A third limit is that we focused on only one of the various behaviours that can be used to mitigate climate change (see Wynes and Nicholas, 2017). Indeed, we generally wanted to study behaviour that contributes to the reduction of greenhouse gas emissions, and reducing one’s meat consumption does so significantly (see Tukker and Jansen, 2006; Aubin, 2014). Further research could reinforce our results by conducting conceptual replications with other pro-environmental behaviours. If the mismatch model does effectively explain social change, a “self-other” difference should also explain people’s behavioural intentions in others areas where social change is also needed (using eco-transports rather than a car alone, reducing energy and water consumption for example). Moreover, we did not consider other important factors that could intervene and extend the understanding of individual dynamics that are involved in the motivation to participate in social change. For example, it could be interesting to examine the role of people’s perceptions of climate change because this could play an important role in whether they support climate policies, and act to mitigate and/or adapt to climate change. Indeed, people may hold different beliefs about the extent to which climate change is caused by humans and what consequences it will have, where, and when (Van Valkengoed et al., 2021). For example, believers should be more inclined to behave in a pro-environmental way, and even more so if they perceived that this is not the case for general others. Indeed, as they should perceive the highest urgency to react against climate change, they also should be more motivated to change social norms with regard to pro-environmental behaviours. Other variables could also moderate the mismatch model. For example, depending on the person’s perceived behavioural control (PBC, Fife-Schaw et al., 2007; La Barbera and Ajzen, 2020) on the target behaviour, and the perceived electability of the political party (Abramowitz, 1989; Sandri and Seddone, 2015; Mildenberger and Tingley, 2017), their individual and group level intentions may not be the same. The classic hypothesis for PBC would be that perceiving low behavioural control would reduce the beneficial effect of a ‘self-other’ difference on individual pro-environmental intentions (see Ajzen and Schmidt, 2020 for a review). But a recent study conducted by Khamzina et al. (2021), see also Deffuant et al. (2022) shows that the mismatch effect only influences peoples’ behaviour with low PBC—as if high PBC sufficed in motivating action but when perceived control is low, other factors need to come into play. These results concur with other studies (Guagnano et al., 1995) that show that attitudes predict behaviour less when behaviour is easily feasible. As for the perceived electability of the political party, perceiving a political party as unlikely to be elected could reduce the beneficial effects of the mismatch effect on voting for a said political party. It might not, however, have an effect on other group-level actions (i.e., participating in demonstrations and protests). So, while this study’s main focus was the interactive effect between social norms and personal attitudes drawn from the theory of planned behaviour, future studies could include measures of perceived control and perceived electability to see how they specifically influence the mismatch model.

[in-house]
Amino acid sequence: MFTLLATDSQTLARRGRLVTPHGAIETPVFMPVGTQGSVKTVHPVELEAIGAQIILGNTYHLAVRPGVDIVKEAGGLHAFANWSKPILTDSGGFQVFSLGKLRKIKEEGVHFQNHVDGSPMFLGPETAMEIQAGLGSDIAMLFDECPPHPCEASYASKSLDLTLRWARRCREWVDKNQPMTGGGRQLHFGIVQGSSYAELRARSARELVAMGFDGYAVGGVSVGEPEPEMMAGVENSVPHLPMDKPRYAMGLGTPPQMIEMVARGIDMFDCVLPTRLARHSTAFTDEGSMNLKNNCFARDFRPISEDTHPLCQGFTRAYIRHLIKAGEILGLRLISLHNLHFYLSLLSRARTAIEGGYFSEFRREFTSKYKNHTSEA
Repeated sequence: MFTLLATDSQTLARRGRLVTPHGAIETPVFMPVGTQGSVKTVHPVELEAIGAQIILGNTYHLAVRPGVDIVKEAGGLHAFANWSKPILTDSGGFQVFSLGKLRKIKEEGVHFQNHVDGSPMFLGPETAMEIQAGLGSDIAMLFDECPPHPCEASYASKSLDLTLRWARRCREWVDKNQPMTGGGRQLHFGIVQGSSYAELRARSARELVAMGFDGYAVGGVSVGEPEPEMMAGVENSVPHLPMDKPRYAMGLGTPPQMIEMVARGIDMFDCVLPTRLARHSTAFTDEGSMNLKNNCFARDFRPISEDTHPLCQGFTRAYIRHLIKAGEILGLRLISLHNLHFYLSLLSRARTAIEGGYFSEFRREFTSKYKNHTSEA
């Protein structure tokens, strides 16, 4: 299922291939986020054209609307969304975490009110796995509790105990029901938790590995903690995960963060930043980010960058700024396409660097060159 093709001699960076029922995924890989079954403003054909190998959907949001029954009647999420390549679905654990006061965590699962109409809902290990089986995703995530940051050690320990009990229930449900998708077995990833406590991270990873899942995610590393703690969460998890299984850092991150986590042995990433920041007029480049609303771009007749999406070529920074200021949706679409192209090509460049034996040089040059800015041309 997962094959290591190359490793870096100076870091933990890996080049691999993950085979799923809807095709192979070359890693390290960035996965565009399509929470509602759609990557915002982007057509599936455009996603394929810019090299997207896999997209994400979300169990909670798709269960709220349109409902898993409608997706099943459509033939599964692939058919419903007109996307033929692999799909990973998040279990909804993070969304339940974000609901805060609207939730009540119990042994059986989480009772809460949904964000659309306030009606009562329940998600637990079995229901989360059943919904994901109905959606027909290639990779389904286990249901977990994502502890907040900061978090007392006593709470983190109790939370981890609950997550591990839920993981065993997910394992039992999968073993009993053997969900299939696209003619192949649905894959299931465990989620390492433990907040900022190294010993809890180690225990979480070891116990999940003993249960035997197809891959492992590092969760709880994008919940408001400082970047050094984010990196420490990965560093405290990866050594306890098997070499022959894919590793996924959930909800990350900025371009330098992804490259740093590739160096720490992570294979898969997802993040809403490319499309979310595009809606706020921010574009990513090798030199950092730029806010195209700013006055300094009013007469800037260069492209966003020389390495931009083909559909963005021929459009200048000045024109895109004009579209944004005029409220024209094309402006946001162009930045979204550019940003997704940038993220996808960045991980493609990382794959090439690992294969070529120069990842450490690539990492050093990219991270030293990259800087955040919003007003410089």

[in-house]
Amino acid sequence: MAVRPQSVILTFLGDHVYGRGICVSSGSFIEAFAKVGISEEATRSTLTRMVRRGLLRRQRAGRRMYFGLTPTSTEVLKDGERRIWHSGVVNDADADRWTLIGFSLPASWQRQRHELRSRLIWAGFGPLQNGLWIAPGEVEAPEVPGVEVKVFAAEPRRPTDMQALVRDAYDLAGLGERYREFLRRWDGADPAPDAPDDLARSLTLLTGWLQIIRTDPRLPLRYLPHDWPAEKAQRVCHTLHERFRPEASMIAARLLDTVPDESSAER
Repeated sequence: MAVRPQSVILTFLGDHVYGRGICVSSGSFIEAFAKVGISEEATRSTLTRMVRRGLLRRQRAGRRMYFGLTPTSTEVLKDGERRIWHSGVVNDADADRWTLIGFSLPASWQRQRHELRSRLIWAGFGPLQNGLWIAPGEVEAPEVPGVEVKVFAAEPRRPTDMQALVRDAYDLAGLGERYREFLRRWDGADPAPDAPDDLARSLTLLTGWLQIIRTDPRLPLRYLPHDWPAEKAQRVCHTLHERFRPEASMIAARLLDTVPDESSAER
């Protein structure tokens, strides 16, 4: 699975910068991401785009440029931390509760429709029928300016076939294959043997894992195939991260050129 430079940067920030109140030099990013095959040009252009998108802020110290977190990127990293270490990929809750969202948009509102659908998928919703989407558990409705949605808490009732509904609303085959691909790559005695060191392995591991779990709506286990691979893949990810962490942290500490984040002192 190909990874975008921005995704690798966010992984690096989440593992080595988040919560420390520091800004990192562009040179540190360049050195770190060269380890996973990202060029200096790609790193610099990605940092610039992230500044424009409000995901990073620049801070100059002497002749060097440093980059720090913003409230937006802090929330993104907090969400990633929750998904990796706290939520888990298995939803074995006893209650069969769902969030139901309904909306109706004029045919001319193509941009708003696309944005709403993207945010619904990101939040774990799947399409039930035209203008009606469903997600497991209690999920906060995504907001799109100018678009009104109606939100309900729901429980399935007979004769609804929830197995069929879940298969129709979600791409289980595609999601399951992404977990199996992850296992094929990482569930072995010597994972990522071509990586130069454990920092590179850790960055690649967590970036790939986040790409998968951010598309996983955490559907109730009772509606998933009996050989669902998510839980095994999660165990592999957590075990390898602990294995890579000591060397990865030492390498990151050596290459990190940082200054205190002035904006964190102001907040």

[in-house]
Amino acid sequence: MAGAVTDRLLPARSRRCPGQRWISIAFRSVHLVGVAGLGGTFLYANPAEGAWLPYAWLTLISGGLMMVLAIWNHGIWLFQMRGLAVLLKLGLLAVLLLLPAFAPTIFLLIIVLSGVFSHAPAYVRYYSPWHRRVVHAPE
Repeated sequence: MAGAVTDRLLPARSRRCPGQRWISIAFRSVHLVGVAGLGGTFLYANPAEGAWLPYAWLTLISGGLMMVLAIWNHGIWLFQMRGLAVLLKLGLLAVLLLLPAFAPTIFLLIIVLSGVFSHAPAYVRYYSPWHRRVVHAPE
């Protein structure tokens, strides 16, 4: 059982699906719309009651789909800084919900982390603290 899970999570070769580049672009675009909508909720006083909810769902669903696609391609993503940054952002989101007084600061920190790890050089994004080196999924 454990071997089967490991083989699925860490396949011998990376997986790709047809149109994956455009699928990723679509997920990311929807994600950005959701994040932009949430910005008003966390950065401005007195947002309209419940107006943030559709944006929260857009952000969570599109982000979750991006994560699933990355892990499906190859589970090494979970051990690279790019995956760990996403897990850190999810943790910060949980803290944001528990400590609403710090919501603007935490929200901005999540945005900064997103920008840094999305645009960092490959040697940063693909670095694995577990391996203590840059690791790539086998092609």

Finally, only pro-environmental intentions were measured and not actual pro-environmental behaviour. Despite their importance in predicting action (Armitage and Conner, 2001; Riebl et al., 2015), intentions cannot be fully equated with actual behaviour. Therefore, future research needs to assess the mismatch model by measuring, or even observing pro-environmental actions.